Developing an Action Plan

  • What can we do to strengthen this program? What three key improvements will we implement?
  • What are the key milestones?  When will they be accomplished?
  • Who will help support these improvements? What additional resources are required?
  • How will we know we have been successful? How will we monitor our progress?
  • How will we celebrate and disseminate our success?

Reviewing the Curriculum Review Process

  • What happened?
  • What did we learn?
  • What went well?
  • What could have been better?
  • What will we do differently next time?

Curriculum development is inherently complex.  It is a relief to most curriculum committees to realize that it is more important to ask questions to inspire further inquiry, reflection and dialogue, than it is to have all of the answers.

References:

 

Banta, Trudy W, & Blaich, Charles. (2011). Closing the assessment loop. Change: The Magazine of Higher Learning, 43(1), 22-27.

Cockell, Jeanie, & McArthur-Blair, Joan. (2012). Appreciative Inquiry in higher education: A transformative force: John Wiley & Sons.

Stavros, Jacqueline M, Cooperrider, D L, & Kelley, D Lynn. (2003). Strategic inquiry appreciative intent: inspiration to SOAR, a new framework for strategic planning. AI Practitioner. November, 10-17.

Stavros, Jacqueline M, & Hinrichs, Gina. (2011). The Thin Book Of SOAR: Building Strengths-Based Strategy. Bend, OR: Thin Book Publishing.

 

 

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Asking Powerful Questions

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Source: http://www.flickr.com/photos/22206521@N03

Appreciative inquiry (AI) is an energizing approach for sparking positive change in people, groups, and organizations. It focuses on what is working well (appreciative) by engaging people in asking questions and telling stories (inquiry). The shift in focus to the positive and what is working well generates energy within the group or organization, allowing it to move more effectively toward its goals. As well as a process for facilitating positive change, AI is a way of being and seeing the world everyday.  (Cockell and McArthur-Blair, 2012, p. 13)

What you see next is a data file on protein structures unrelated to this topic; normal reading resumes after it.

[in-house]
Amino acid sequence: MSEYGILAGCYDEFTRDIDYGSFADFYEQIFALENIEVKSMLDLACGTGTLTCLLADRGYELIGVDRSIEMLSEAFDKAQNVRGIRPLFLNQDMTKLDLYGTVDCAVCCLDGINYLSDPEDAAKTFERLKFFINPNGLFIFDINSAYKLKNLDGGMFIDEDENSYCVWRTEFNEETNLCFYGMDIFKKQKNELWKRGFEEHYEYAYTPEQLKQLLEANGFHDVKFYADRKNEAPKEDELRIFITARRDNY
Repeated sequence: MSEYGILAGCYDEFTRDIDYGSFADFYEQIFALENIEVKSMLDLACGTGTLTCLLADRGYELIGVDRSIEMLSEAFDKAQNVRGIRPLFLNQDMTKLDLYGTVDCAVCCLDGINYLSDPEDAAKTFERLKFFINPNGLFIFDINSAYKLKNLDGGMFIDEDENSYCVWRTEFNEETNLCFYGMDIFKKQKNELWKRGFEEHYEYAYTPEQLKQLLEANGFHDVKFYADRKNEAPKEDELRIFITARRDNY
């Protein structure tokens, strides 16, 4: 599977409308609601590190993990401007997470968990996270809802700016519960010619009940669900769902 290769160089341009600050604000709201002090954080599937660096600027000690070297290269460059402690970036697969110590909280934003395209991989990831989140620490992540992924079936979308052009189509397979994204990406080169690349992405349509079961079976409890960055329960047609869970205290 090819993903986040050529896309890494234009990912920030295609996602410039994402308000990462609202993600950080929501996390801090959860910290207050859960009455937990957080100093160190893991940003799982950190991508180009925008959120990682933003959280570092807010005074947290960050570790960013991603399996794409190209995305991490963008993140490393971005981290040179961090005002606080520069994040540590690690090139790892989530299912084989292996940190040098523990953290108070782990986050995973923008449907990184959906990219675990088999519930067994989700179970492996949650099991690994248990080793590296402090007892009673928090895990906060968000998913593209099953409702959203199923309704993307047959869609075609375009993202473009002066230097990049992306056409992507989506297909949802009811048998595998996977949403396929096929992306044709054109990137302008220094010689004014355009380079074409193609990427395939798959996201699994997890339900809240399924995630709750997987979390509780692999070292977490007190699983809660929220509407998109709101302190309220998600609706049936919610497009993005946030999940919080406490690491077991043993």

I have been inspired by this year’s Educational Developers Caucus (EDC) conference over many discussions related to asking powerful questions.  In the words of this year’s keynote speaker, Joan McArthur-Blair, “Positive questions inspire positive change.”  One of the things that I have quickly learned in the field of educational development and in my leadership roles is that it is often (if not always) better to ask a thoughtful question than to provide advice.  Although we may not always label it as appreciative inquiry, I have come to a deep understanding that educational developers are great at asking positive, solution-focused questions.  These questions form the basis of our practice.  They are inherent not only to our approaches, but to our sense of being. Through questions we seek to help others (whether it be individuals, programs or institutions) to identify and leverage their full potential, to awaken the passion within, to continuously improve, and, perhaps most importantly, to provide a sense of meaning and purpose to their everyday practices within higher education.  There is little doubt that this is an interesting and transformative time in higher education.  Change is occurring at unprecedented rates, and institutions are increasingly looking to the field of educational development to support the academic community in evidencing and communicating their many successes, identifying future possibilities and opportunities for growth and improvement, and determining key actions for moving forward.  Our most potent call to action may be in asking powerful questions that connect individuals and communities through meaningful dialogue and conversation.